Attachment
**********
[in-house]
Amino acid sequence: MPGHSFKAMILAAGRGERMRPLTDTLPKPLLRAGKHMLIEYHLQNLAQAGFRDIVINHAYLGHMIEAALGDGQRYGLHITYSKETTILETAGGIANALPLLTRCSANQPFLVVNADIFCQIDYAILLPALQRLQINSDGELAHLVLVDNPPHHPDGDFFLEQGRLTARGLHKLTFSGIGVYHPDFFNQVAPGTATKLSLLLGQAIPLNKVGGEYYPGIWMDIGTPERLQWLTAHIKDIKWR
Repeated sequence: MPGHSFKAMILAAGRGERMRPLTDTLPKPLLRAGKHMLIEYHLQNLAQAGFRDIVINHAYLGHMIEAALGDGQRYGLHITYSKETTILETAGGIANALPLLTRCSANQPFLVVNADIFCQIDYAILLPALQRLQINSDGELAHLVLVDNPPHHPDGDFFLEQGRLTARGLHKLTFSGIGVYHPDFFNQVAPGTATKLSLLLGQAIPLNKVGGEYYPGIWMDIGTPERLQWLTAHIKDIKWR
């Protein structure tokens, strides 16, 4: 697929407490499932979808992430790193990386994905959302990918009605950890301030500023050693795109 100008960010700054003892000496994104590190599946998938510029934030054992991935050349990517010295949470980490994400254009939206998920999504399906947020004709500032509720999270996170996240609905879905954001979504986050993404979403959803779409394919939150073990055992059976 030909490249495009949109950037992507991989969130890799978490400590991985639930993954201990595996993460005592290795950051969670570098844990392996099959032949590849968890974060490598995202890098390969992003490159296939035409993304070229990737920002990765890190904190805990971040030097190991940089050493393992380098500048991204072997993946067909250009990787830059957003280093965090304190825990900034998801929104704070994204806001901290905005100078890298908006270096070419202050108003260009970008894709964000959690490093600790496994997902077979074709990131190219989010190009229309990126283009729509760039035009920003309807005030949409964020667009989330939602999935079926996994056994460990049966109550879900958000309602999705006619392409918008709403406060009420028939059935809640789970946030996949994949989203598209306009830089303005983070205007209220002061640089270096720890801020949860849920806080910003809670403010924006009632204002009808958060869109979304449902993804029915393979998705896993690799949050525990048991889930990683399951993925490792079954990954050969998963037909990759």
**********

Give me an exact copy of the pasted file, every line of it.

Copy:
[in-house]
Amino acid sequence: MPGHSFKAMILAAGRGERMRPLTDTLPKPLLRAGKHMLIEYHLQNLAQAGFRDIVINHAYLGHMIEAALGDGQRYGLHITYSKETTILETAGGIANALPLLTRCSANQPFLVVNADIFCQIDYAILLPALQRLQINSDGELAHLVLVDNPPHHPDGDFFLEQGRLTARGLHKLTFSGIGVYHPDFFNQVAPGTATKLSLLLGQAIPLNKVGGEYYPGIWMDIGTPERLQWLTAHIKDIKWR
Repeated sequence: MPGHSFKAMILAAGRGERMRPLTDTLPKPLLRAGKHMLIEYHLQNLAQAGFRDIVINHAYLGHMIEAALGDGQRYGLHITYSKETTILETAGGIANALPLLTRCSANQPFLVVNADIFCQIDYAILLPALQRLQINSDGELAHLVLVDNPPHHPDGDFFLEQGRLTARGLHKLTFSGIGVYHPDFFNQVAPGTATKLSLLLGQAIPLNKVGGEYYPGIWMDIGTPERLQWLTAHIKDIKWR
């Protein structure tokens, strides 16, 4: 697929407490499932979808992430790193990386994905959302990918009605950890301030500023050693795109 100008960010700054003892000496994104590190599946998938510029934030054992991935050349990517010295949470980490994400254009939206998920999504399906947020004709500032509720999270996170996240609905879905954001979504986050993404979403959803779409394919939150073990055992059976 030909490249495009949109950037992507991989969130890799978490400590991985639930993954201990595996993460005592290795950051969670570098844990392996099959032949590849968890974060490598995202890098390969992003490159296939035409993304070229990737920002990765890190904190805990971040030097190991940089050493393992380098500048991204072997993946067909250009990787830059957003280093965090304190825990900034998801929104704070994204806001901290905005100078890298908006270096070419202050108003260009970008894709964000959690490093600790496994997902077979074709990131190219989010190009229309990126283009729509760039035009920003309807005030949409964020667009989330939602999935079926996994056994460990049966109550879900958000309602999705006619392409918008709403406060009420028939059935809640789970946030996949994949989203598209306009830089303005983070205007209220002061640089270096720890801020949860849920806080910003809670403010924006009632204002009808958060869109979304449902993804029915393979998705896993690799949050525990048991889930990683399951993925490792079954990954050969998963037909990759």